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Code of Recommendations and Minimum Standards for the Welfare of Sheep

Diseases and their Control

Every sheep farmer should have an animal health programme which incorporates preventive measures to guard against internal and external parasitism, diseases of the feet and trace element deficiencies. It should include appropriate vaccinations against endemic diseases.

All sheep in which injury or disease is or seems likely to be causing severe or persistent pain, or distress, severe malaise or emaciation must be treated. If the appropriate treatment is not known or not available, a veterinarian must be consulted or the sheep humanely destroyed without delay.

Internal and External Parasitism

Internal Parasitism

Control of gastrointestinal parasitism is essential to ensure good health, production and welfare.

Sheep in their first year of life are particularly susceptible and generally require regular drenching with an effective drench. Thereafter an age-related resistance tends to develop, but parasitism may still occur.

Care must be taken to avoid damage of the throat by rough handling and drench guns with rough or damaged nozzles should not be used.

External Parasitism

Parasites such as lice, keds, ticks and blowflies can distress sheep by causing irritation and itchiness. They can also limit production while severe infestation by blowfly larvae can be fatal. Lice tend to build up over autumn and winter.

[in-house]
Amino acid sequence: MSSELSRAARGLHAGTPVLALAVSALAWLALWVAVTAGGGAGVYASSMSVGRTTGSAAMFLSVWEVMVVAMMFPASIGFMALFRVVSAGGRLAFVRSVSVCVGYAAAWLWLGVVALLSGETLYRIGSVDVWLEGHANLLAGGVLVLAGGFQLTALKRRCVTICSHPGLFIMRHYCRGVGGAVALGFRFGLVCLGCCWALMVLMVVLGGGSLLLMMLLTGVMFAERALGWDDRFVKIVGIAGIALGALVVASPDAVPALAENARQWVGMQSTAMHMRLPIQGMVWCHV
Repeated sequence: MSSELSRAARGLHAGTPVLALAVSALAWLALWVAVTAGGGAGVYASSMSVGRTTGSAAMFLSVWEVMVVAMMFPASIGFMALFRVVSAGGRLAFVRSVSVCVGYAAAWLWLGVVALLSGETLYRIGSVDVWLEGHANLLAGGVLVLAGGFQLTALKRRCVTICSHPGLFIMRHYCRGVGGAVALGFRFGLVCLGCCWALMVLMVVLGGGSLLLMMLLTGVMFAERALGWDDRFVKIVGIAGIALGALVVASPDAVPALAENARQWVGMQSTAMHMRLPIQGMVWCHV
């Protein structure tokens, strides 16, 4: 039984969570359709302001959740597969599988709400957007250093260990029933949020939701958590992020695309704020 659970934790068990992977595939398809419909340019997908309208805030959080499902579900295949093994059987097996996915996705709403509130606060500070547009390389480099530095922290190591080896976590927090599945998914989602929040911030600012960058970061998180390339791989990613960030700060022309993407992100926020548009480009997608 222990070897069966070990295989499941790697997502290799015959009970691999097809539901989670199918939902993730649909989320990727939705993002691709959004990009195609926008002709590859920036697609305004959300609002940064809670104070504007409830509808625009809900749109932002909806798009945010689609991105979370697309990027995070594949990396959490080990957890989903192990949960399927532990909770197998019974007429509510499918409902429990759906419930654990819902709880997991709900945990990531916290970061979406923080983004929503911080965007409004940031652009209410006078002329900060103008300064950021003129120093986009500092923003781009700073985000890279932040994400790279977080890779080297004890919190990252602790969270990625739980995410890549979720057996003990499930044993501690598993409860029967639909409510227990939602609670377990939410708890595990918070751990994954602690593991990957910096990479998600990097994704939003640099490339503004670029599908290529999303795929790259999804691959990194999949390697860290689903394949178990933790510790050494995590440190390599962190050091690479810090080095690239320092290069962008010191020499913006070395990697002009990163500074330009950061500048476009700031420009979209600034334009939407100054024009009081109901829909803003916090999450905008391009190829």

Sheep should be regularly inspected and any early infestations of external parasites treated promptly. Sheep should be kept as calm as possible during treatment.

Pour-ons are less stressful than plunge dips and saturation shower dips.

Sheep must not be plunge-dipped if they are panting. There must be at least one stock handler beside the plunge bath to supervise sheep as they are put through to ensure that no sheep is distressed unnecessarily.

Insecticides should be used according to the manufacturer’s instructions.


Flystrike can cause sheep extreme suffering. This may lead to reduced appetite, weight loss and sometimes death. Flystrike can occur at any time of the year but generally summer/early autumn is the period of highest risk.

Reasonable steps must be taken to control flystrike.

(Dipping technique recommendations can be found in the publication Fly and Lice: Numbering their Days, which you can order from Meat and Wool Innovation)

Trace Element Deficiencies

Many of New Zealand’s soils and pastures are deficient in the vital nutrients cobalt, selenium and/or copper. Farmers should monitor the trace element status of their sheep and provide supplements as appropriate.

Diseases Related to Feeding

The metabolic diseases milk fever (hypocalcaemia) and sleepy sickness (pregnancy toxaemia or acetonaemia) are diseases which occur in late pregnancy. Milk fever may occasionally occur during lactation. Grass staggers (hypomagnesaemia) can occur in ewes in early lactation. To detect early cases, stock should be observed closely for abnormal behaviour such as dullness or agitation. To be effective, treatment should be administered as soon as possible.